Research into the endocannabinoid system (ECS), or the network of receptors that respond to the cannabinoids found in the cannabis sativa plant, has revealed some surprising and exciting qualities. It is now understood that the ECS is very important in immune system regulation, neuroprotection, metabolism, and many other important bodily processes. The authors of this paper concentrate on the very hopeful use of endocannabinoids to treat cancer.
This review assembles the known interactions of the ECS with tumours and concludes that it is an exciting avenue for potential treatment. Tumour growth inhibition, reduction in blood supply to tumours, stopping tumour cell migration and metastasis (spreading around the body) are all properties of the endocannabinoid system that have been described in the scientific literature.
Especially appealing is the apparent specificity of these effects: they appear to only affect tumour cells, not healthy ones. Because many chemotherapies are toxic to tumour cells only slightly more than healthy cells, they can result in severe damage to the body. The prospect of harnessing the endocannabinoid system with safe and tolerable cannabinoids to fight cancer is the subject of substantial scientific interest.
The endocannabinoid system is one of the ways the body regulates cell growth and migration. When cells mutate into cancerous cells, they seem to exploit this system to grow and spread. The body seems to use the ECS to fight tumours and is generally successful. However, when the system is dysregulated or the cancer cells find a way of evading regulation by the ECS, they can spread and metastasize.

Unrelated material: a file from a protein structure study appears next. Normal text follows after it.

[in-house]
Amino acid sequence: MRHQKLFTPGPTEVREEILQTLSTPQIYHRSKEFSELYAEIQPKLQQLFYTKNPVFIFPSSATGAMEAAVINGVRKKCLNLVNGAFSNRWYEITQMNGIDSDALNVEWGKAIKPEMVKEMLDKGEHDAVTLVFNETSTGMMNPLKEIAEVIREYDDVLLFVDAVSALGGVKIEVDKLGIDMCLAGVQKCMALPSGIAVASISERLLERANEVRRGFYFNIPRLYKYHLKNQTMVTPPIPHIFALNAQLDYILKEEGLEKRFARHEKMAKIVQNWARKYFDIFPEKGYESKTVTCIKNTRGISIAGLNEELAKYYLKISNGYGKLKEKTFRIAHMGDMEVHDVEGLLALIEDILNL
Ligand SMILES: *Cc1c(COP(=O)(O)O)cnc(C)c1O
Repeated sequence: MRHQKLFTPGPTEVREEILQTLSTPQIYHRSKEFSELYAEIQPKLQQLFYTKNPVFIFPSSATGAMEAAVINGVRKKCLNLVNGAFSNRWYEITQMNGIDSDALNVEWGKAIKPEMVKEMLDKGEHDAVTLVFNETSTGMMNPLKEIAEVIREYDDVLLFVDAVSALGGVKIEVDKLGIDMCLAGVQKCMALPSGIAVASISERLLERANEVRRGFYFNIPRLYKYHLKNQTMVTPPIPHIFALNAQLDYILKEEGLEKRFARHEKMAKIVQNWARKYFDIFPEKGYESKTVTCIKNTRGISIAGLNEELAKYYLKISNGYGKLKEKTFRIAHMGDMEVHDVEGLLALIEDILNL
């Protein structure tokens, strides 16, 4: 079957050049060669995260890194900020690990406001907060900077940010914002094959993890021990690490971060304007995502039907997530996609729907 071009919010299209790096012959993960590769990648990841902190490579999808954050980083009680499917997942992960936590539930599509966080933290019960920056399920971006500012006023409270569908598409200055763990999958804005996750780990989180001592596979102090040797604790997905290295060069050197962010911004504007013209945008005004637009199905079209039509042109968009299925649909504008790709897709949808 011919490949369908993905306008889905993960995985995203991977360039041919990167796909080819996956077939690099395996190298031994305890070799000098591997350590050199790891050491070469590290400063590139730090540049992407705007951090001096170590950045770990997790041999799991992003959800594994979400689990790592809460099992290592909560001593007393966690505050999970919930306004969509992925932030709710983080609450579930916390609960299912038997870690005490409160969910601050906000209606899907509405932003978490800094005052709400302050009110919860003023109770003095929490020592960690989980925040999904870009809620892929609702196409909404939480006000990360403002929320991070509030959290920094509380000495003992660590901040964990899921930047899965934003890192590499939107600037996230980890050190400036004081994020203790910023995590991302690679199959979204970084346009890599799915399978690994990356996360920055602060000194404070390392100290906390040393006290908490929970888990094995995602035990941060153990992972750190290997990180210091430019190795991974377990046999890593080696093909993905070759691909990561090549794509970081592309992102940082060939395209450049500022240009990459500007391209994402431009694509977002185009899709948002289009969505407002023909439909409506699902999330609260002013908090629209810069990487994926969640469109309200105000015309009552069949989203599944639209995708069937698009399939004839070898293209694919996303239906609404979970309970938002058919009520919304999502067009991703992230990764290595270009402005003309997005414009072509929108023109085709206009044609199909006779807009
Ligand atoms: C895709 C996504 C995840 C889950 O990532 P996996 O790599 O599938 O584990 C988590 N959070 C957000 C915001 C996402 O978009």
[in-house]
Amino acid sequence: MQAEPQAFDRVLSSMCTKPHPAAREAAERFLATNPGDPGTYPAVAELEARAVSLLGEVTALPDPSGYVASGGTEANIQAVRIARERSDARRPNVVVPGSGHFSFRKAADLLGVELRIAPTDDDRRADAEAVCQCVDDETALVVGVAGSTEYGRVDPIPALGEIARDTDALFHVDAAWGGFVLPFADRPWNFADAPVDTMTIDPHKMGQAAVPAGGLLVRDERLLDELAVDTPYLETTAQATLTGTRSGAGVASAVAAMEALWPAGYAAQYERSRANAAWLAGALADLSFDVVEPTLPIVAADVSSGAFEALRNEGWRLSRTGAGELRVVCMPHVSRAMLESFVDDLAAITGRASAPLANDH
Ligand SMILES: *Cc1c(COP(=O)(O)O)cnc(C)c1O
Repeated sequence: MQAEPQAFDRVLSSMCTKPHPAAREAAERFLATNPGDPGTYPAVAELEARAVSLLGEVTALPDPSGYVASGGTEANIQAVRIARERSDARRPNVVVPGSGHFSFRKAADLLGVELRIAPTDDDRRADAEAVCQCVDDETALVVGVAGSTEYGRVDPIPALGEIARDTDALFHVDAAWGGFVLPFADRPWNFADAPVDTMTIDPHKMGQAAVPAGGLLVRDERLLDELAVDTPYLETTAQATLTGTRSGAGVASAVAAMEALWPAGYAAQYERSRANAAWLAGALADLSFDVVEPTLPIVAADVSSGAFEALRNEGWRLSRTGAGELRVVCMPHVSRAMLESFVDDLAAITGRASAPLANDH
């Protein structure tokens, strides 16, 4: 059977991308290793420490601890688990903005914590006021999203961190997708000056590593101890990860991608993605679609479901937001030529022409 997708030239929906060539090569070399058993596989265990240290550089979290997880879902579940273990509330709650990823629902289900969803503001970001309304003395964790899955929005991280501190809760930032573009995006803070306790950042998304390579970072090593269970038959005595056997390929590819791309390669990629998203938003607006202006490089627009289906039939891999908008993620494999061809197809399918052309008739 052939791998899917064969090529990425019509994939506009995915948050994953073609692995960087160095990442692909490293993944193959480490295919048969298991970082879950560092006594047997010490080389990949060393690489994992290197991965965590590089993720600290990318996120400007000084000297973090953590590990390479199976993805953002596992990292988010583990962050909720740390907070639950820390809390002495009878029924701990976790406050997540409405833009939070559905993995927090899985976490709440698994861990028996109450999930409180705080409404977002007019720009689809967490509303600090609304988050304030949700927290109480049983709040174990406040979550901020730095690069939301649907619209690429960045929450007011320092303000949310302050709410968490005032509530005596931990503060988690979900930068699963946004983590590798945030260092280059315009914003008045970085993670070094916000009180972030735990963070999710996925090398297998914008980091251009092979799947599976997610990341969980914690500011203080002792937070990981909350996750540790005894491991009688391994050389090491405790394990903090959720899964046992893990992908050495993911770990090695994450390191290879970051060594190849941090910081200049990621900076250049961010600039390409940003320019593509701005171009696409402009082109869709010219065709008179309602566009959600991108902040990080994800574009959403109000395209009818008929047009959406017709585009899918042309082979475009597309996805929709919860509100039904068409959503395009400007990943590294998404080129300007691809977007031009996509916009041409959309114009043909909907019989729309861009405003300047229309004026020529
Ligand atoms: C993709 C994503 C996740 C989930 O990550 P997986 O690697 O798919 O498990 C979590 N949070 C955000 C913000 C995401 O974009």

Studies have shown that by interfering with the ECS, cancer cell development can be significantly impaired from several different directions. Cannabinoids can induce cell death in cancer cells while leaving other healthy cells intact; they can stop cancerous cells from growing; and influence cancerous stem cells, very important cells in the spread and development of cancers.
A chemical called ceramide can stop or slow cancer cell proliferation and cause them to die. This chemical is partly controlled by the ECS, though exactly how is not known.
Although cannabinoids are very promising in their anti-cancer potential, clinical use in chemotherapy is still some time from being approved. The current data are almost entirely preclinical and from small, unrepresentative studies. How cannabinoids work is still being explored, albeit with considerable interest, and the mechanisms of action are still only partly elucidated. Cancer drugs can take upwards of a decade from discovery to regulatory approval, cannabinoids are no exception.
Although the amount of research into cannabinoids has increased almost exponentially in recent years as the regulatory and legal framework surrounding cannabinoids has improved, there is a lot of work to be done. Long-term safety profiles have yet to be established, and unravelling the complex webs of interactions in the ECS will take some considerable time and effort.
The endocannabinoid system is involved in many different aspects of health, signalling, and bodily processes. This is both an advantage and disadvantage for cancer researchers. While cancer cells can be targeted in several ways by the ECS, the knock-on effects of cannabinoid therapy in other parts of the body have yet to be fully investigated. Preliminary data suggest that they are generally safe but this has yet to be properly established.